• I get your reasoning. You are right. Kilo = 1000 - that is a fact. But when I was learning about computers, given that 1024 is a natural power of two, and completely logical from a binary perspective, I never thought twice about Kilo != 1024. Quite the opposite, it seemed so natural. Further, people that didn't know this subtle difference clearly demonstrated their lack of expertise (I was a little snarky in my youth)... Now, I'm an old dog and 1024 is so engraved in my brain, anything else is simply confusing. I avoid that KiB nonsense like the plague. – Geo... Jul 5 at 14:42
• Well for kilo the difference isn't that big. But if you're from a country that uses the metric system (which, let's be honest, america should be), you'd obviously be familiar with kilometers and kilograms. Interestingly also it's never megameters and megagrams .... – xyious Jul 5 at 14:54
• Ironically, when I was in elementary school learning measument systems I transferred schools mid year and managed to learn the metric system twice and miss the English imperial measuments completely. But even knowing my metric prefixes, and using them frequently in electronics, chemistry, etc. I still never thought twice about Kilo, Mega, Giga, etc. being multiples of 1024. Again, it's just so natural. – Geo... Jul 6 at 21:29

While JEDEC memory standards were using 1024 Byte Kilobytes at the time, many magnetic storage devices were using 1000 Byte Kilobyte size for several reasons.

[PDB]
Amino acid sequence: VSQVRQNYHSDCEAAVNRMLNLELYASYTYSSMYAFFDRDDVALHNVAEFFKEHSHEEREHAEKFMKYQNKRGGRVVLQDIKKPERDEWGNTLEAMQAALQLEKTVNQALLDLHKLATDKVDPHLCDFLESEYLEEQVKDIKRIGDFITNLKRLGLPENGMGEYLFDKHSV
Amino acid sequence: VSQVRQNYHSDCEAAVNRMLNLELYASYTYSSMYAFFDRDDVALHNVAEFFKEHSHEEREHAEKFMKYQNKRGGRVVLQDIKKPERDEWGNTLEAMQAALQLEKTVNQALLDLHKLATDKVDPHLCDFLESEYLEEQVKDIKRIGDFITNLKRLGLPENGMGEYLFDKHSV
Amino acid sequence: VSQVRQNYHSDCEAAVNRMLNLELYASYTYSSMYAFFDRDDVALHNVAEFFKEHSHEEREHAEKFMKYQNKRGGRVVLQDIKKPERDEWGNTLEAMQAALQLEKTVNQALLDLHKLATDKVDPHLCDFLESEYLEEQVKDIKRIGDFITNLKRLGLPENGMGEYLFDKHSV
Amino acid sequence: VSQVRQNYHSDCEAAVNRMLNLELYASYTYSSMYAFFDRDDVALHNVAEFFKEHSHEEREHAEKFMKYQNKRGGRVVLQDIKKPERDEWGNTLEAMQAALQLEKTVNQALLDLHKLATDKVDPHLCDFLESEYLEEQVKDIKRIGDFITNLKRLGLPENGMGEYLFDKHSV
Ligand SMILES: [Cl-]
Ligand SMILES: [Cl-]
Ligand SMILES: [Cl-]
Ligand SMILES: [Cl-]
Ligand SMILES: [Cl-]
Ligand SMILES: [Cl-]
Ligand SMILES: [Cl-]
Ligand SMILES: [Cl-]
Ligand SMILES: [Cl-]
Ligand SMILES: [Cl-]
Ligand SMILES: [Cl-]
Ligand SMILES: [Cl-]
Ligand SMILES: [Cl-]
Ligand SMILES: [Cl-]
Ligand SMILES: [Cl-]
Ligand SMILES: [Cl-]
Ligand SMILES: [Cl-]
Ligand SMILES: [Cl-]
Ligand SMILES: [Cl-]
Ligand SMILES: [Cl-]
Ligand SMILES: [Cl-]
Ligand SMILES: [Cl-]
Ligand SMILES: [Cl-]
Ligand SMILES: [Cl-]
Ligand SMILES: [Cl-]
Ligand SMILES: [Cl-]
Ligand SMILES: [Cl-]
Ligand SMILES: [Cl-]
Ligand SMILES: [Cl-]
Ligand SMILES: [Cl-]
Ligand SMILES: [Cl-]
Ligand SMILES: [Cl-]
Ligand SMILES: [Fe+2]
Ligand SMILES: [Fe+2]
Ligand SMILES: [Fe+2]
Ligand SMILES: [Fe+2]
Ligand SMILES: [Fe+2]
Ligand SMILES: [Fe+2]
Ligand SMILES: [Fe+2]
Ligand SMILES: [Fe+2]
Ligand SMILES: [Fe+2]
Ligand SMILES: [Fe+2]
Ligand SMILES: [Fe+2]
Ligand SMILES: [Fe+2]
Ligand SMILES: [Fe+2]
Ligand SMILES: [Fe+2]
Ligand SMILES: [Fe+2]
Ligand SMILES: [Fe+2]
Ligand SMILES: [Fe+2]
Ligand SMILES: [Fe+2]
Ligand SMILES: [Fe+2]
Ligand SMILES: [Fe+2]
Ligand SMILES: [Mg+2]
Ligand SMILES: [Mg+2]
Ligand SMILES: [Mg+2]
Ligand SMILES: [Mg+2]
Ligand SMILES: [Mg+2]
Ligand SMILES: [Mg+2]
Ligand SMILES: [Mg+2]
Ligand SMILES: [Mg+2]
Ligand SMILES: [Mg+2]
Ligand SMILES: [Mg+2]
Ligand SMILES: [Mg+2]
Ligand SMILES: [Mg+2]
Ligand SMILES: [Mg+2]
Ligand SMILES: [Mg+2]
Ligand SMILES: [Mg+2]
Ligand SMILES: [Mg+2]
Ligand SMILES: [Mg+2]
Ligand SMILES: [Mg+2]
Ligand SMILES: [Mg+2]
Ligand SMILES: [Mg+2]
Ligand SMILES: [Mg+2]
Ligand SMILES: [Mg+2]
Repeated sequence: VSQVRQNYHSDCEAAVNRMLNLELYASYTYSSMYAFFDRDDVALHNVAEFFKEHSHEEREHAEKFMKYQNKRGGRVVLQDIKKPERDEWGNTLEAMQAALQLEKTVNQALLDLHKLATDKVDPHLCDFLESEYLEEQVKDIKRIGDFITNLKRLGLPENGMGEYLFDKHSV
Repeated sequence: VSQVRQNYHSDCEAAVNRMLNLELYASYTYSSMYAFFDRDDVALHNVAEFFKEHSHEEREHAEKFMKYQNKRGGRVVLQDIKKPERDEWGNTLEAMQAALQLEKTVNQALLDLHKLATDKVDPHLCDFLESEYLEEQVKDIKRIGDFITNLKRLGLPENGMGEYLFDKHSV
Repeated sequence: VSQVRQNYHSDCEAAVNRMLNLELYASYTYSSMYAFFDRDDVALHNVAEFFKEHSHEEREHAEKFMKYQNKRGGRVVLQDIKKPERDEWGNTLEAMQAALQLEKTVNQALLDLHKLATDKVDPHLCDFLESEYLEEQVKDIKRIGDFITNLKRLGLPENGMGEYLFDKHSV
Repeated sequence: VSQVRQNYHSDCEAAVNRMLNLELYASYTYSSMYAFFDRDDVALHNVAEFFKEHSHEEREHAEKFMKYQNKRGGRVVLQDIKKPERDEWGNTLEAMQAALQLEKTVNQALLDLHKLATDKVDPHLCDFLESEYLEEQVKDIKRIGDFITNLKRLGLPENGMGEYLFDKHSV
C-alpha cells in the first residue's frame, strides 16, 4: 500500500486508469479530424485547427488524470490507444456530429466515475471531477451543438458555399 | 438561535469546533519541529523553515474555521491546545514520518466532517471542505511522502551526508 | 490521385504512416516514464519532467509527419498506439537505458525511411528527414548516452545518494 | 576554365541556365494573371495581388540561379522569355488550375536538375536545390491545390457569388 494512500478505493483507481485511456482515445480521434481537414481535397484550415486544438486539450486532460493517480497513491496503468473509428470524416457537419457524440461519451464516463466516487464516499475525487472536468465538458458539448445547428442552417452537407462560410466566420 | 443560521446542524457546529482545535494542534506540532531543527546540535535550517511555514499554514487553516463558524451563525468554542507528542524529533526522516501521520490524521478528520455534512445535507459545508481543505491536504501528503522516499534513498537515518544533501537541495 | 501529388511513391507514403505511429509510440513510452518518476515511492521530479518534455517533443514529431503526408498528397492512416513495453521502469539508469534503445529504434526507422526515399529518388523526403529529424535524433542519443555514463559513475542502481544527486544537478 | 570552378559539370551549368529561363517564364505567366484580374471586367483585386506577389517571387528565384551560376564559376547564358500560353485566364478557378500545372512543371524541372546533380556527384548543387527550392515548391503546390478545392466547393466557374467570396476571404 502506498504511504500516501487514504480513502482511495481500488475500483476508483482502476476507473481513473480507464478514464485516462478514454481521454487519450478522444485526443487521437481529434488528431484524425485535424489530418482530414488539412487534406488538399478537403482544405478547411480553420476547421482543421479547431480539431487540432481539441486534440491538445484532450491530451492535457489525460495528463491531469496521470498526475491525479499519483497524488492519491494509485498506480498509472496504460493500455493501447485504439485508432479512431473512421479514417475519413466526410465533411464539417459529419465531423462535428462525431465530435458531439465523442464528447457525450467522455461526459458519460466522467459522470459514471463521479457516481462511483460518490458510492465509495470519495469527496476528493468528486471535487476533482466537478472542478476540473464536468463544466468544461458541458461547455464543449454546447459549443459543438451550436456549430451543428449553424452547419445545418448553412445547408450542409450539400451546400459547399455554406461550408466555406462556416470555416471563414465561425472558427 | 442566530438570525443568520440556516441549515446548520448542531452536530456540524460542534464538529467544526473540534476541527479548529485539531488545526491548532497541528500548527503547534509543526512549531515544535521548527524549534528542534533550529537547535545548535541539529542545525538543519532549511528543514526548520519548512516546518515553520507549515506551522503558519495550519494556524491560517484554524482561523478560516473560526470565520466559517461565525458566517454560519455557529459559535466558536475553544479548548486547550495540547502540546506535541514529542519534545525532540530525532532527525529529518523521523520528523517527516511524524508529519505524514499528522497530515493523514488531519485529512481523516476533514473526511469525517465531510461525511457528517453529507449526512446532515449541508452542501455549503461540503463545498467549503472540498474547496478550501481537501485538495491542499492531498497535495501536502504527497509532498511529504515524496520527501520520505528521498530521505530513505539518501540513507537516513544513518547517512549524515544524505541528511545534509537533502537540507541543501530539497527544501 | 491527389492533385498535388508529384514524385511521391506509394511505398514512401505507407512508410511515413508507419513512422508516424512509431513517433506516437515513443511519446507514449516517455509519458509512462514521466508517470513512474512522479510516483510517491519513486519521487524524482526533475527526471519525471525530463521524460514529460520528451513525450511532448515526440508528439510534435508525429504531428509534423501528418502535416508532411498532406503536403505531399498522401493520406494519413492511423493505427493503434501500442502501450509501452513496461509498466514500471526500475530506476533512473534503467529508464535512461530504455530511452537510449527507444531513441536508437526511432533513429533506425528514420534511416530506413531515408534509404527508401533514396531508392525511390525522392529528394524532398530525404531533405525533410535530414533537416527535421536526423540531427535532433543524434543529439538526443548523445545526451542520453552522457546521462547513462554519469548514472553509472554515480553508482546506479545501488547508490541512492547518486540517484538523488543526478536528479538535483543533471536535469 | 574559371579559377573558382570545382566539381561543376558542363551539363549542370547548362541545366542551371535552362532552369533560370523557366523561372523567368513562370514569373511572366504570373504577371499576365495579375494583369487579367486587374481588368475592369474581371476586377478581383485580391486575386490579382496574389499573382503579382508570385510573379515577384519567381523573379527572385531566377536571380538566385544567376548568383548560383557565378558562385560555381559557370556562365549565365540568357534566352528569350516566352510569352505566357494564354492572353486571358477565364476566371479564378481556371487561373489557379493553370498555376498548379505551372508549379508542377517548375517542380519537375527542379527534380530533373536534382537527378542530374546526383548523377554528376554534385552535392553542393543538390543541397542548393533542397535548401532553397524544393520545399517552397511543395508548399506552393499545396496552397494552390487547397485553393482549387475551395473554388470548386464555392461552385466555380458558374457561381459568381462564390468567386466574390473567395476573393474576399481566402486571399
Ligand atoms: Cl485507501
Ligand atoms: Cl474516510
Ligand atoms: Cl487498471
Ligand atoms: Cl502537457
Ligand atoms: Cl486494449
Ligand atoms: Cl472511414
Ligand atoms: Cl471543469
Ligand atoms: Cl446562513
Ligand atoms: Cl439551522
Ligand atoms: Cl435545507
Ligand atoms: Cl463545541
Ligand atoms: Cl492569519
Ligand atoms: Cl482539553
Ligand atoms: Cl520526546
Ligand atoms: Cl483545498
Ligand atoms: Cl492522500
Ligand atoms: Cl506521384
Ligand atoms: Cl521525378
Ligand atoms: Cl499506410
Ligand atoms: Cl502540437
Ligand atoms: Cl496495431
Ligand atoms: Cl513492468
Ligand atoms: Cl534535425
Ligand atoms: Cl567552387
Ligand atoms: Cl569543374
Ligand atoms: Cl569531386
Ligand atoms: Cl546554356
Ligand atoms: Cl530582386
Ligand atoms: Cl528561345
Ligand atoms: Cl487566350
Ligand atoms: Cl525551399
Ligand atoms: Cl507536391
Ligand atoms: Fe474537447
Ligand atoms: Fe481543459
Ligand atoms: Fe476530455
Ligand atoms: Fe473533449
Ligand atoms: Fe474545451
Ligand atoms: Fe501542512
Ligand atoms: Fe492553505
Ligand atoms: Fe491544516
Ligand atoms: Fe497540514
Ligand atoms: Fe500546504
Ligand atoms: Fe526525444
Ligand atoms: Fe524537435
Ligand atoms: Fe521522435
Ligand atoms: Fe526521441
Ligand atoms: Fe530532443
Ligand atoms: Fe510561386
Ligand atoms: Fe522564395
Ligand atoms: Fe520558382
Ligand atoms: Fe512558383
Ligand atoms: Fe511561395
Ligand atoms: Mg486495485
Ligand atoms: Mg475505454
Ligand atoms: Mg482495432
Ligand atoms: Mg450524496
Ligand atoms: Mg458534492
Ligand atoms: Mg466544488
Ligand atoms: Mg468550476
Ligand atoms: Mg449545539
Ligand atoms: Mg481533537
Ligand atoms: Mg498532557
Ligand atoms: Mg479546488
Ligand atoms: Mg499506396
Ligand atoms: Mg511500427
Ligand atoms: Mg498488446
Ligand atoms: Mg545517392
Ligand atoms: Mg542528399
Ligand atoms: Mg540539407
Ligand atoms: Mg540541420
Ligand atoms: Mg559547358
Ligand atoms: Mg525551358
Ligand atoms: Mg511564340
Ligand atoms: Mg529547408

To explain where the 1024 Byte value comes from, it is a nice convenient 2^10 value.

However, this use of power of twos only applied to RAM and ROM. Magnetic media did not use power of two dimensions, and thus when marketing saw that they had to chose between two numbers, the irrelevant 1024 based standard of memory or 1000 based traditional metric standard. They chose the traditional metric standard, since neither produced a nice round number and the 1000 based number created a large number.

This of course caused untold issues, and neither side was really wrong. Disk drives were not JEDEC memory devices. IEC, thus decided to settle the matter on disk drives by having two different units for magnetic data storage. Kibibytes and KiloBytes.

• For many kinds of storage media, the logical unit is multiples of the nearest multiple of 1000 to the addressing multiple, so a 1.2MB floppy would be 2400 blocks of 512 bytes each, while a 1GB NAND flash would have 524288 blocks of 2112 (not 2048!) bytes each. – supercat Jul 4 at 1:15
• JEDEC? (filler) – Eric Towers Jul 4 at 7:59
• JEDEC is a RAM standards organization. – Robert Wm Ruedisueli Sep 10 at 2:36
• NAND flash is available in a wide variety of block sizes. The odd block sizes are usually the result of the internal controller layer using odd sized metadata and error checking segments in the block, causing the used segment to be odd. This results in the common 2112 block size in many managed NAND flash devices. Raw NAND flash devices (which rely on firmware or software management) tend to have power of two block sizes before error checking is added by the software or firmware. Many flash devices have integrated microcontrollers running the firmware. – Robert Wm Ruedisueli Sep 10 at 2:41